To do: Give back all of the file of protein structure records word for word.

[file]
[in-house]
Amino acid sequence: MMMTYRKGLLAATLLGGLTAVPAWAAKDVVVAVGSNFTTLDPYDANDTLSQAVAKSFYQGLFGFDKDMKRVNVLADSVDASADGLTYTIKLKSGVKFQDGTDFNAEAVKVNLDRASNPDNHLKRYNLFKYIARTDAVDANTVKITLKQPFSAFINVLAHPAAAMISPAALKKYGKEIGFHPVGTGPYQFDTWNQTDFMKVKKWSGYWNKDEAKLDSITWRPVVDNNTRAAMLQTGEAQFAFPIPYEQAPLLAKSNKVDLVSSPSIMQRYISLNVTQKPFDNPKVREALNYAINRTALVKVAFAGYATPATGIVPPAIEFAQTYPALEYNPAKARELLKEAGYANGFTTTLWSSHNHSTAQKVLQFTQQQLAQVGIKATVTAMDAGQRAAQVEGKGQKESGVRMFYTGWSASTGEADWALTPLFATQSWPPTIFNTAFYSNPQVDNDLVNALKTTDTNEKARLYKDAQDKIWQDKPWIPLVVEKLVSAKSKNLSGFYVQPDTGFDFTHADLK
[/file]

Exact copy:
[in-house]
Amino acid sequence: MMMTYRKGLLAATLLGGLTAVPAWAAKDVVVAVGSNFTTLDPYDANDTLSQAVAKSFYQGLFGFDKDMKRVNVLADSVDASADGLTYTIKLKSGVKFQDGTDFNAEAVKVNLDRASNPDNHLKRYNLFKYIARTDAVDANTVKITLKQPFSAFINVLAHPAAAMISPAALKKYGKEIGFHPVGTGPYQFDTWNQTDFMKVKKWSGYWNKDEAKLDSITWRPVVDNNTRAAMLQTGEAQFAFPIPYEQAPLLAKSNKVDLVSSPSIMQRYISLNVTQKPFDNPKVREALNYAINRTALVKVAFAGYATPATGIVPPAIEFAQTYPALEYNPAKARELLKEAGYANGFTTTLWSSHNHSTAQKVLQFTQQQLAQVGIKATVTAMDAGQRAAQVEGKGQKESGVRMFYTGWSASTGEADWALTPLFATQSWPPTIFNTAFYSNPQVDNDLVNALKTTDTNEKARLYKDAQDKIWQDKPWIPLVVEKLVSAKSKNLSGFYVQPDTGFDFTHADLK